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Friday
Jun262009

Upstart corporate prediction market success story

Corporate prediction market startup Crowdcast in the New York Times:

During a pilot period, five large companies, including Warner Brothers and General Motors, have been using Crowdcast to predict revenue, ship dates or new products from competitors. About 4,000 bets have been placed, and predictions have been about 50 percent more accurate than official forecasts, Ms. Fine said.

At a media company with a new product to ship, 1,200 employees predicted a ship date and sales figures that resulted in 61 percent less error than executives’ previous prediction, according to Crowdcast. A pharmaceutical company asked a panel of scientists and doctors to predict regulatory decisions and new drug sales using Crowdcast, and they were more accurate than the company’s original prediction 86 percent of the time.

Pretty impressive. Crowdcast has debuted a new type of collective forecasting mechanism that you can read about here.

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Reader Comments (2)

I always wonder if the good results we've seen from crowdsourcing are essentially the application of good focus testing. I once read an article that said that 90% of focus testing is useless; what you want from focus testing is (a) to see if your product or strategy or whatever is disliked by a very wide slice of your target market, or (b) to see if there's some major factor you're not aware of. So, for example, if you're a builder and you want to decide what site to build on, you can focus group it. Then if 80+% of the sample hates the site OR if just one person says there's a toxic waste dump or Indian graveyard under there, then you change your plan. You ignore all other results.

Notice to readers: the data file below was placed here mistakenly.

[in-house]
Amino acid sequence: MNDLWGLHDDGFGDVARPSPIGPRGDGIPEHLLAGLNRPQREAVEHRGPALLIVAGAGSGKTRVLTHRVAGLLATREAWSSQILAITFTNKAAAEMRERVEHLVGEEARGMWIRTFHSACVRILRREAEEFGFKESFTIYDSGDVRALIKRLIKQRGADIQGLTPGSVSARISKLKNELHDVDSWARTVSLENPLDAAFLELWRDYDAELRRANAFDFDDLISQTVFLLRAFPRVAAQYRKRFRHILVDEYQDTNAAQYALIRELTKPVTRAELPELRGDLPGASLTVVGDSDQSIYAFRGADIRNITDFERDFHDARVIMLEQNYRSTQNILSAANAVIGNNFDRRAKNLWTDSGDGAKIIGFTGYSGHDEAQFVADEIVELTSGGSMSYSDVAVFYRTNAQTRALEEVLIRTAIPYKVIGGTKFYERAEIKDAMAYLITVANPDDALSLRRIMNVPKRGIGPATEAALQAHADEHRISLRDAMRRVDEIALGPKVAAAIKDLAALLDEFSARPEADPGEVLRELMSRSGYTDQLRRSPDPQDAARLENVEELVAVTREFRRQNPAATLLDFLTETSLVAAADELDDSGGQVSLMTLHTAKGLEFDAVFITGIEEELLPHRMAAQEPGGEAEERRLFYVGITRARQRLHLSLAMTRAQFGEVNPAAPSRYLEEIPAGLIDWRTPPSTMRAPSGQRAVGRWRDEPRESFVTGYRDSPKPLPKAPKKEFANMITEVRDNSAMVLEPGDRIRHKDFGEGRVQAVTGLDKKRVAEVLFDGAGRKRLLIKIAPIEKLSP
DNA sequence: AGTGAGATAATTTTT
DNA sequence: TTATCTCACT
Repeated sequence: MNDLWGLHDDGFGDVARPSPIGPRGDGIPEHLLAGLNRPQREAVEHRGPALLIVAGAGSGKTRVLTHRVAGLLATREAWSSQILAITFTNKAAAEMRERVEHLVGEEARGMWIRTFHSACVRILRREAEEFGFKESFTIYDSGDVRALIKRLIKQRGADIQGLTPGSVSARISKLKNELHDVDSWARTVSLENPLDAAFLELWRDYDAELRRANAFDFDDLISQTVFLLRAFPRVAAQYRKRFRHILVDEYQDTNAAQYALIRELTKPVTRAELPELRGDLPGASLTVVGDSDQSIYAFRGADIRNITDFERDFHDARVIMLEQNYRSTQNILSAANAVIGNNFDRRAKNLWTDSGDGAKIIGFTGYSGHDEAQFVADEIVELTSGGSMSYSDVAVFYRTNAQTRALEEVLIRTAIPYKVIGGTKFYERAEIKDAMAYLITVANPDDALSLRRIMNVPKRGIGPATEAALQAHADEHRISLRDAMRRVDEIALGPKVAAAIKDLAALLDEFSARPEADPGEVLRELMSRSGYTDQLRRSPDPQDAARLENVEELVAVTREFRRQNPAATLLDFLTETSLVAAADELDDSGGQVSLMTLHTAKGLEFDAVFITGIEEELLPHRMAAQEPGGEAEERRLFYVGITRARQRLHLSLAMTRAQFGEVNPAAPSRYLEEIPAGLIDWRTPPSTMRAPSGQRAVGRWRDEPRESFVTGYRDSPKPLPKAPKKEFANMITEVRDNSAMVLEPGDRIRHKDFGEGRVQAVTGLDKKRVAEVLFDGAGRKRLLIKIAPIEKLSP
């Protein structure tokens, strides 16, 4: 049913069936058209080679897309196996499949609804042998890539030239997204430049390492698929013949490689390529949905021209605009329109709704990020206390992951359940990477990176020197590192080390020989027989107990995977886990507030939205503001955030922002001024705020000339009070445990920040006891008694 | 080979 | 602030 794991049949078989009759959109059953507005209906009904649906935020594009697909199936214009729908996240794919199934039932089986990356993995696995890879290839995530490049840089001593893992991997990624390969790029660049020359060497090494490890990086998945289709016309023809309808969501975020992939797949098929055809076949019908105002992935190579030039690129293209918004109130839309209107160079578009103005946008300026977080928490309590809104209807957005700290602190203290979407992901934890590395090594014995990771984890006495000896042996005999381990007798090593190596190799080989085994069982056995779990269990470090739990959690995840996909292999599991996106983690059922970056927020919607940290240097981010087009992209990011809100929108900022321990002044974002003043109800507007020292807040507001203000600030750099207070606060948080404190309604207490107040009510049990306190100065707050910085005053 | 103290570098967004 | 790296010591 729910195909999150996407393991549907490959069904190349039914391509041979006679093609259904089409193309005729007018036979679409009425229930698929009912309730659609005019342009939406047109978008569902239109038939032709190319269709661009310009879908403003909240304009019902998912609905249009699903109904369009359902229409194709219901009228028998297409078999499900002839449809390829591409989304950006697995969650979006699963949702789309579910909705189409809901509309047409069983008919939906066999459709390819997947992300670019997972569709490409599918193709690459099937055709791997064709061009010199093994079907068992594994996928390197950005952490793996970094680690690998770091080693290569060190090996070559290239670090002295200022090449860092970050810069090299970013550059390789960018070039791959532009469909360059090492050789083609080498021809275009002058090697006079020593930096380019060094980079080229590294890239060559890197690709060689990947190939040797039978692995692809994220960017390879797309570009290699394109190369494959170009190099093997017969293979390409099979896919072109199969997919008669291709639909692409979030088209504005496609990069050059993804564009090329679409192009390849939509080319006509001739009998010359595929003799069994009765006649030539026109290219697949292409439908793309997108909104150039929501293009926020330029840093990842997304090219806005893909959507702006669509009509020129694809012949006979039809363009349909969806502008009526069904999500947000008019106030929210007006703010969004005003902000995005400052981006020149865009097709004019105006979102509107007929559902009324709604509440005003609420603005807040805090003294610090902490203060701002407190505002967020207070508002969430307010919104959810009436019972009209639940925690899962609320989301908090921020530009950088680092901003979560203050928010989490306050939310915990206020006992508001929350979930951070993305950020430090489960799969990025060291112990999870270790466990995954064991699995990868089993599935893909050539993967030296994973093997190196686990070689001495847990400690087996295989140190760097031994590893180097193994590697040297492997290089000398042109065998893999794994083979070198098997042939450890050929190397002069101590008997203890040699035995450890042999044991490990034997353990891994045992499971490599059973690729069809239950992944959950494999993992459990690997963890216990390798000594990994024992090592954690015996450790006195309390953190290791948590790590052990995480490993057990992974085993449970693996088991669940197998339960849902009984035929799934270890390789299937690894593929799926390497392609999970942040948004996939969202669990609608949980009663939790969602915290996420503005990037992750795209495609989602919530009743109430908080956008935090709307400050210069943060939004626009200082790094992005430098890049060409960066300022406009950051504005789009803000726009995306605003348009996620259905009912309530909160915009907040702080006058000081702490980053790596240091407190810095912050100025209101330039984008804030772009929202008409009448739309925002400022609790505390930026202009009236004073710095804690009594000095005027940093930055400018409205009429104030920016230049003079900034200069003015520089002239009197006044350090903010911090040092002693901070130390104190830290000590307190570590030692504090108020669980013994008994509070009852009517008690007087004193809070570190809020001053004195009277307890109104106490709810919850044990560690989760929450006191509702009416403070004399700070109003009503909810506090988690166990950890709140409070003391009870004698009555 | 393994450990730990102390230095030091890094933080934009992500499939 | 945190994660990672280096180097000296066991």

With crowdsourcing, it seems like you are looking for that kind of information (e.g. the Harry Potter spoilers that were revealed as a result of prediction markets). I wonder if the good results of crowdsourcing vindicate that approach to focus groups.

On a side note, I came here from MR largely because your name rang a bell, and I realized that it's because I see it from time to time on invitations to Tufts alumni events on Facebook. I didn't know you worked in modeling & simulation; I worked on a couple of "serious game" projects in my previous job. Perhaps we should compare notes.

July 1, 2009 | Unregistered Commenterasg

asg-
It's an interesting comparison; both approaches certainly do value the group over any single individual's opinion. I would put crowdsourcing in its own category, though -- it can actually create something big rather than just be an evaluation tool.

Ah, nice to make the alma mater connection. Would love to compare notes. E-mail me at melody dot hildebrandt at gmail dot com.

July 2, 2009 | Registered CommenterMelody
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